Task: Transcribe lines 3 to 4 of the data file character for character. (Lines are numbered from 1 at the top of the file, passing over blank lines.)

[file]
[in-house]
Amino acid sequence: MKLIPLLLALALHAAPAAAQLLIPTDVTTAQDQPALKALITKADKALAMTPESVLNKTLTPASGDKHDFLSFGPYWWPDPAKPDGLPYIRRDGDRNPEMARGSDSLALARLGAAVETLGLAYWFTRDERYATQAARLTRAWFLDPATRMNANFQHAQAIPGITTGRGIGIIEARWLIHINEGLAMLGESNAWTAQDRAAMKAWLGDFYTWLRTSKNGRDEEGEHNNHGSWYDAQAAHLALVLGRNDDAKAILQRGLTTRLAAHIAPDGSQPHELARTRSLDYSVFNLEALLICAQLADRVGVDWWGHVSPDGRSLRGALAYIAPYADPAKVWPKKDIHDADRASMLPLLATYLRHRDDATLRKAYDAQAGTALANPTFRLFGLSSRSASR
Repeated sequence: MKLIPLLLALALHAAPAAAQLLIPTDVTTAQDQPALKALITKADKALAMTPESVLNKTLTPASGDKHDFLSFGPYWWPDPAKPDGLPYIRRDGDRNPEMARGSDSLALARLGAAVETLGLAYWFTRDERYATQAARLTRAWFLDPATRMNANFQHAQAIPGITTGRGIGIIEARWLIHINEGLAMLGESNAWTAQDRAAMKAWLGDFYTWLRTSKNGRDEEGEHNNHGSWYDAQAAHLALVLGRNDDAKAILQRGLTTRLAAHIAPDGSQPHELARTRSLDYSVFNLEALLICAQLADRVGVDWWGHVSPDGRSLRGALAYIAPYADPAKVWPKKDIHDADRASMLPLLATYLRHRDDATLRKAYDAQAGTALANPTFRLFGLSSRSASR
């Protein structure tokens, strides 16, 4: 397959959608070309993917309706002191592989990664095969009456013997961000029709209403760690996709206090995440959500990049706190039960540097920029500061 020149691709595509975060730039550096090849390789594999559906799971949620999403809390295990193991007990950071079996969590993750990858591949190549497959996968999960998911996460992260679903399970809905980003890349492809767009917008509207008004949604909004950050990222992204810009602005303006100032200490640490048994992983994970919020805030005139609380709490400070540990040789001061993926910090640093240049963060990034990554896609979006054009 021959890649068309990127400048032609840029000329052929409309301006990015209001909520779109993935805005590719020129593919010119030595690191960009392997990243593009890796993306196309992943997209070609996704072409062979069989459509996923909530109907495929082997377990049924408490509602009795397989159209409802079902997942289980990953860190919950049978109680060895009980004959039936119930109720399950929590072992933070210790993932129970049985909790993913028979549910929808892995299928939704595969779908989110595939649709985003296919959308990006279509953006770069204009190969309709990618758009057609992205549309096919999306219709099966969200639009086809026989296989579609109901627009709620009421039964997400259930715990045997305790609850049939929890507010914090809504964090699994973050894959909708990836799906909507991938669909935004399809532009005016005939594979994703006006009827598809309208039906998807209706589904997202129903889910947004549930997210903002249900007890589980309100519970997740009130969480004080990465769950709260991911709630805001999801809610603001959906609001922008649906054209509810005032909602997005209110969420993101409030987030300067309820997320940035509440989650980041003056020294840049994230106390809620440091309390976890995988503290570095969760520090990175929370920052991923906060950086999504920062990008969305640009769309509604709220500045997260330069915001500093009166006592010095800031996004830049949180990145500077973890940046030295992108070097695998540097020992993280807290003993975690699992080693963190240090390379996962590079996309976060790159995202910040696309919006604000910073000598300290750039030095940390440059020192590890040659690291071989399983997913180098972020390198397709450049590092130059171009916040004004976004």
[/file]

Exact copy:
Repeated sequence: MKLIPLLLALALHAAPAAAQLLIPTDVTTAQDQPALKALITKADKALAMTPESVLNKTLTPASGDKHDFLSFGPYWWPDPAKPDGLPYIRRDGDRNPEMARGSDSLALARLGAAVETLGLAYWFTRDERYATQAARLTRAWFLDPATRMNANFQHAQAIPGITTGRGIGIIEARWLIHINEGLAMLGESNAWTAQDRAAMKAWLGDFYTWLRTSKNGRDEEGEHNNHGSWYDAQAAHLALVLGRNDDAKAILQRGLTTRLAAHIAPDGSQPHELARTRSLDYSVFNLEALLICAQLADRVGVDWWGHVSPDGRSLRGALAYIAPYADPAKVWPKKDIHDADRASMLPLLATYLRHRDDATLRKAYDAQAGTALANPTFRLFGLSSRSASR
């Protein structure tokens, strides 16, 4: 397959959608070309993917309706002191592989990664095969009456013997961000029709209403760690996709206090995440959500990049706190039960540097920029500061 020149691709595509975060730039550096090849390789594999559906799971949620999403809390295990193991007990950071079996969590993750990858591949190549497959996968999960998911996460992260679903399970809905980003890349492809767009917008509207008004949604909004950050990222992204810009602005303006100032200490640490048994992983994970919020805030005139609380709490400070540990040789001061993926910090640093240049963060990034990554896609979006054009 021959890649068309990127400048032609840029000329052929409309301006990015209001909520779109993935805005590719020129593919010119030595690191960009392997990243593009890796993306196309992943997209070609996704072409062979069989459509996923909530109907495929082997377990049924408490509602009795397989159209409802079902997942289980990953860190919950049978109680060895009980004959039936119930109720399950929590072992933070210790993932129970049985909790993913028979549910929808892995299928939704595969779908989110595939649709985003296919959308990006279509953006770069204009190969309709990618758009057609992205549309096919999306219709099966969200639009086809026989296989579609109901627009709620009421039964997400259930715990045997305790609850049939929890507010914090809504964090699994973050894959909708990836799906909507991938669909935004399809532009005016005939594979994703006006009827598809309208039906998807209706589904997202129903889910947004549930997210903002249900007890589980309100519970997740009130969480004080990465769950709260991911709630805001999801809610603001959906609001922008649906054209509810005032909602997005209110969420993101409030987030300067309820997320940035509440989650980041003056020294840049994230106390809620440091309390976890995988503290570095969760520090990175929370920052991923906060950086999504920062990008969305640009769309509604709220500045997260330069915001500093009166006592010095800031996004830049949180990145500077973890940046030295992108070097695998540097020992993280807290003993975690699992080693963190240090390379996962590079996309976060790159995202910040696309919006604000910073000598300290750039030095940390440059020192590890040659690291071989399983997913180098972020390198397709450049590092130059171009916040004004976004």